To further refine the final shape, we will need to adjust the placement of the oval object. Go to "View" > "Preset Position" > "Front". For the best view, zoom in to a "8:1" viewpoint: click on the ratio at the bottom-left of the window so the mini-menu is displayed and select "8:1".
Select the oval shape by clicking on it (it may already be selected). To move it, drag it anywhere on the screen. To resize it, drag the 4 corners. Move and resize the oval to suit your taste, or make it look like the screen shot to the right. Remember, if you drag it too far (or just don't like its position, you can always select "Send to Origin" again).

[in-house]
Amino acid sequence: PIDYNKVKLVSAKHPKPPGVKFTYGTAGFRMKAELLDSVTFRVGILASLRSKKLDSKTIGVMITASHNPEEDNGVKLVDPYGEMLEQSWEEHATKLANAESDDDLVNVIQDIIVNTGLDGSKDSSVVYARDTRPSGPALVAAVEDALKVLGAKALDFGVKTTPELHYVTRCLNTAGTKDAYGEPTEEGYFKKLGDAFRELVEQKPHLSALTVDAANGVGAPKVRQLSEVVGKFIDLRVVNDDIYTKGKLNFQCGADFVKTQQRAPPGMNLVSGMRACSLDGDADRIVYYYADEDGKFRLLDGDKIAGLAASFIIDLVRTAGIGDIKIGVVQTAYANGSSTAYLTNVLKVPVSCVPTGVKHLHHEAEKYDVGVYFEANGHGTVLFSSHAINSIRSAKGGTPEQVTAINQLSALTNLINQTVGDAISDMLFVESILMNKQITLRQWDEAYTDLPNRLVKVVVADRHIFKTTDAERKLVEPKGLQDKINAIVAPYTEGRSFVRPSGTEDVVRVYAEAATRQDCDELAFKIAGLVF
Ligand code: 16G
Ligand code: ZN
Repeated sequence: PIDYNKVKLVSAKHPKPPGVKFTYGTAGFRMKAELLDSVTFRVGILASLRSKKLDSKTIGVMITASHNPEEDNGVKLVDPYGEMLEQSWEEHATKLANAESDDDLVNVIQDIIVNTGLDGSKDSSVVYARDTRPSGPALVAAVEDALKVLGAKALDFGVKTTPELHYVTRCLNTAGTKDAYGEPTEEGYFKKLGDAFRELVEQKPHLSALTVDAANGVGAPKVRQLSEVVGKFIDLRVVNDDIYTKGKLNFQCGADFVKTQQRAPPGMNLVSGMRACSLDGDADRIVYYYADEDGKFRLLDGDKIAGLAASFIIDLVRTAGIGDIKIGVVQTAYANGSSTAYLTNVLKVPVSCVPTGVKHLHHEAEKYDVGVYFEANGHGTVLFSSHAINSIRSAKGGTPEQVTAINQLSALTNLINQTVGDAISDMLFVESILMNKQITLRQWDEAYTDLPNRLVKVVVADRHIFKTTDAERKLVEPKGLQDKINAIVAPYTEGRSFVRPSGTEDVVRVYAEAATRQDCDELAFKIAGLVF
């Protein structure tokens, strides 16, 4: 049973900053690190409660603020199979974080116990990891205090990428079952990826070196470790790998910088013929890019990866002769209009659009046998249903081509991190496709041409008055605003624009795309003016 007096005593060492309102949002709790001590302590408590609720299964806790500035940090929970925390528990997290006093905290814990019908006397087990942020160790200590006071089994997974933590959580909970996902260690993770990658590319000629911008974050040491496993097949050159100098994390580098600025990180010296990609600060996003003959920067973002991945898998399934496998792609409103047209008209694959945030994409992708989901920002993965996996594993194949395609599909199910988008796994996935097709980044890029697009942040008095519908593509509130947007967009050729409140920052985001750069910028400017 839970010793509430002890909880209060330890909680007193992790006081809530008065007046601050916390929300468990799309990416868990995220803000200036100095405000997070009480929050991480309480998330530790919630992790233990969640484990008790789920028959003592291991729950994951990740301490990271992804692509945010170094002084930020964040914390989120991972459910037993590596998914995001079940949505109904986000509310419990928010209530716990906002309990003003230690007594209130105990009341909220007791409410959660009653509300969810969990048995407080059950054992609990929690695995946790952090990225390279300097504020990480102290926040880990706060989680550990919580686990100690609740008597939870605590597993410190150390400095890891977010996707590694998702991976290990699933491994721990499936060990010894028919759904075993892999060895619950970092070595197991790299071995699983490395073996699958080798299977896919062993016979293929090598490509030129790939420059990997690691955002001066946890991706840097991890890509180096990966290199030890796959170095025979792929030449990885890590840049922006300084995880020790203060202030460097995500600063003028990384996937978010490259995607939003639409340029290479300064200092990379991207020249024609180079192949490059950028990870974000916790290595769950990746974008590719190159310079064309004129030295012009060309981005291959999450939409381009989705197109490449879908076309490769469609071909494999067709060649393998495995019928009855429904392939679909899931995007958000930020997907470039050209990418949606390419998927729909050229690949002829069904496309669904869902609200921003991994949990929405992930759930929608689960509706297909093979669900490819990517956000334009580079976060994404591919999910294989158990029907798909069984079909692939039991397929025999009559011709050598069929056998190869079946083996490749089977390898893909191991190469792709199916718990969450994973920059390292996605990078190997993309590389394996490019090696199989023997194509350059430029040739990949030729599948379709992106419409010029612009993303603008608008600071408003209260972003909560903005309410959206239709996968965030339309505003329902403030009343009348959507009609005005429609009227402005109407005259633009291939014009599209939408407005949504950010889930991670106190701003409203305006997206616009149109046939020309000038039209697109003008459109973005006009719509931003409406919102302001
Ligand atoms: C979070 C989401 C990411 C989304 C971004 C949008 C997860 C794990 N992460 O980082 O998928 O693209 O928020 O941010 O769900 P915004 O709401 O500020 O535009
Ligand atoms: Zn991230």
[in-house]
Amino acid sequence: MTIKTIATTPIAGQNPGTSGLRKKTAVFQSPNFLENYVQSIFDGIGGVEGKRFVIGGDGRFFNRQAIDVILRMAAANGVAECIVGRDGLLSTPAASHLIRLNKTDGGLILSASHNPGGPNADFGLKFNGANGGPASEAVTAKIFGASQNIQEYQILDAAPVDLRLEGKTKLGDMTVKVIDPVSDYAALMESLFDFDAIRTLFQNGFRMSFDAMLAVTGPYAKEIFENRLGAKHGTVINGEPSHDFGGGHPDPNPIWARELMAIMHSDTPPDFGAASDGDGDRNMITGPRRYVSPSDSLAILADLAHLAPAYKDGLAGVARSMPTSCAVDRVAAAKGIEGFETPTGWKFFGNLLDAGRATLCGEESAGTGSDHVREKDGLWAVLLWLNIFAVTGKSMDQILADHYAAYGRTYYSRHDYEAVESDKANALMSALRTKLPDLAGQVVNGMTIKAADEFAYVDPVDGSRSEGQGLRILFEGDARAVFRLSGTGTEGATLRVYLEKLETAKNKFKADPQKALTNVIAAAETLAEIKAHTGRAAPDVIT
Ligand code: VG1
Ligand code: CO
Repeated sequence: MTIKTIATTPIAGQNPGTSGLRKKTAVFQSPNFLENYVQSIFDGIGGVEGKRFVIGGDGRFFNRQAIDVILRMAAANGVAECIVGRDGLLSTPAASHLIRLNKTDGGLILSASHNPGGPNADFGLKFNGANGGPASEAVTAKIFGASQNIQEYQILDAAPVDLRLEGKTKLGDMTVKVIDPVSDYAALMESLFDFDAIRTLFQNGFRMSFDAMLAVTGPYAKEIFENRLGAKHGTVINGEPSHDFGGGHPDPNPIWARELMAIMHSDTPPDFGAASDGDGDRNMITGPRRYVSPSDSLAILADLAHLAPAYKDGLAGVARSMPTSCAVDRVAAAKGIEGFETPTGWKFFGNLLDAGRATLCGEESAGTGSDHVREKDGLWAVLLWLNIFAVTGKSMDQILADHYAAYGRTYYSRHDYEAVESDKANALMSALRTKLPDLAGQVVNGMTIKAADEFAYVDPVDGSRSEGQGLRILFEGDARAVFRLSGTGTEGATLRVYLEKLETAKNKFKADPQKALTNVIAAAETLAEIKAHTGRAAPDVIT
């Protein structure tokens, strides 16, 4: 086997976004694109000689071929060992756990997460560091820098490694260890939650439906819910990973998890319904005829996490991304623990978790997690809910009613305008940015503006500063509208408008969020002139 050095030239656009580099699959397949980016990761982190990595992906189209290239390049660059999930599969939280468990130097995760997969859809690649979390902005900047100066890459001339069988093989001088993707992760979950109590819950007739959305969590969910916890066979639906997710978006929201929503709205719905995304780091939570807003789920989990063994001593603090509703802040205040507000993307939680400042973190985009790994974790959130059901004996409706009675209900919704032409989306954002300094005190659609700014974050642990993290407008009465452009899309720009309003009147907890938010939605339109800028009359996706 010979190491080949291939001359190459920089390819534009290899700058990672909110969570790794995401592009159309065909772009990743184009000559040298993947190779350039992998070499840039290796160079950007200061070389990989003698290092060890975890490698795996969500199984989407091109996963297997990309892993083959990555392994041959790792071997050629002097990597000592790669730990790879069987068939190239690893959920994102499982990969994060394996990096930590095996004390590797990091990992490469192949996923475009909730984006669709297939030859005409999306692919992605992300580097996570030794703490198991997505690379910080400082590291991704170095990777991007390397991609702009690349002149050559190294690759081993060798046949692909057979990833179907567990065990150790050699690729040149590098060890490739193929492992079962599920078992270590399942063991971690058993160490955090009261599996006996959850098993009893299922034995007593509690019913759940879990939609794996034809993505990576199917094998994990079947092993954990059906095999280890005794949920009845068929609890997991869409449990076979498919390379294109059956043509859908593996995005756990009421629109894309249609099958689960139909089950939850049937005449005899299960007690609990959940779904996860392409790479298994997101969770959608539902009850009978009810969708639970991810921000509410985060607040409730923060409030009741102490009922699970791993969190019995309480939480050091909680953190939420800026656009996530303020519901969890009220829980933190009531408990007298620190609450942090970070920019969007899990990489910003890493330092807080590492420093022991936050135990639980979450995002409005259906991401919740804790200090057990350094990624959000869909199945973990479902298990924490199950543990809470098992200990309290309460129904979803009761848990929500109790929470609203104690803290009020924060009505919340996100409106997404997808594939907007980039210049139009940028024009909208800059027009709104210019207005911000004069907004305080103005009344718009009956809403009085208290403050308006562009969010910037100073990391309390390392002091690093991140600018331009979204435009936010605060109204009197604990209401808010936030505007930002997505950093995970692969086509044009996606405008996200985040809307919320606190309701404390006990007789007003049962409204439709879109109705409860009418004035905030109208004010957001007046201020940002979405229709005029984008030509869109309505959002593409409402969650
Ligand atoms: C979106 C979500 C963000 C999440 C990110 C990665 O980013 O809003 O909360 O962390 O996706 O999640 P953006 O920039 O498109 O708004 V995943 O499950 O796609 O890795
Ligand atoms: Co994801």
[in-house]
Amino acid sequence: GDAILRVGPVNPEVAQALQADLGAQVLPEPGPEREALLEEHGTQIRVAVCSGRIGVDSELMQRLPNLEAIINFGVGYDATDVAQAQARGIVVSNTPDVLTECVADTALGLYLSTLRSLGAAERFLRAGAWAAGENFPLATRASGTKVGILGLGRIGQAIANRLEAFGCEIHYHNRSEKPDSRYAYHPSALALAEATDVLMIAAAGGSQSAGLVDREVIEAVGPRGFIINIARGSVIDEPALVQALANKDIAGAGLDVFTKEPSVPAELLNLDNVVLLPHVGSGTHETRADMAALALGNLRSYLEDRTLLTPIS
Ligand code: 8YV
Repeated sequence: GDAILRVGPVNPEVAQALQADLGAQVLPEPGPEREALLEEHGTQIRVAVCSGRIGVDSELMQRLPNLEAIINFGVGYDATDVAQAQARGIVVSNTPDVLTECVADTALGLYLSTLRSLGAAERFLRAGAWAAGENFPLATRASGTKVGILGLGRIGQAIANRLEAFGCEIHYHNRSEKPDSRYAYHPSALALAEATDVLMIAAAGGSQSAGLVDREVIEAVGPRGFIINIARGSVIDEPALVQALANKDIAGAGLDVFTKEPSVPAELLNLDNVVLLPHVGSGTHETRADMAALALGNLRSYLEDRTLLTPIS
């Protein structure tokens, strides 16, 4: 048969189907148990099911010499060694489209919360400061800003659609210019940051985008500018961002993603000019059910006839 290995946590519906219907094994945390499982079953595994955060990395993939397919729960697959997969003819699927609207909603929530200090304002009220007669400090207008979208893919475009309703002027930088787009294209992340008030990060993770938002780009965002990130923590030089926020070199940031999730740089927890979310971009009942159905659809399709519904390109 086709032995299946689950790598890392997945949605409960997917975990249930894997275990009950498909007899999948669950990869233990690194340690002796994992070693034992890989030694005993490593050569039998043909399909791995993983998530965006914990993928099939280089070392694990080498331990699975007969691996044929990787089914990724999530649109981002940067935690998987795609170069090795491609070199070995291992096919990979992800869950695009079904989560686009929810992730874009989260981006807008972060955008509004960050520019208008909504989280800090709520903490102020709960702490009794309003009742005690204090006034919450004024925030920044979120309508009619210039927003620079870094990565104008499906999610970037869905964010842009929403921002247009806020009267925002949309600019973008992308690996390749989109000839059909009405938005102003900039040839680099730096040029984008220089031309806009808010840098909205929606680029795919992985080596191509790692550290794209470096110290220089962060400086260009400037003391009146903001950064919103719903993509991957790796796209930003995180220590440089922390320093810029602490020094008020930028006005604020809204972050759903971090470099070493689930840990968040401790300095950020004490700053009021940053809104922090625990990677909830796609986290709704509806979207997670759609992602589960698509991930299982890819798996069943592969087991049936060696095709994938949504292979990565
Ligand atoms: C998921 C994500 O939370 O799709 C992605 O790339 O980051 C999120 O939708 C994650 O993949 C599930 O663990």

To align the objects easily, follow these steps:
To be safe, go ahead and save these objects as a Ray Dream Studio file.
With both objects selected, we will group them into one: go to "Arrange" > "Group". (You will see a big, black "bounding box" instead of two, colored "bounding boxes".)
We can now export this grouped object into a file format that can be read by Poser: go to "File" > "Export". In the Export dialog box, select "WaveFront (.obj)" as the file type. Click the "Options" button and be sure to check the option for "Export Texture Maps" (this will allow you to later edit the different colors). Choose where you want to save the file, type in a name, and click the "OK" button.
For this tutorial, let's change where we save the obj file: go to your Poser folder, then Runtime, then Geometries, then JHoagland. (You can use any folder under the "Geometries" folder, but remember where you save the file.) Save the file with the name "communicator.obj".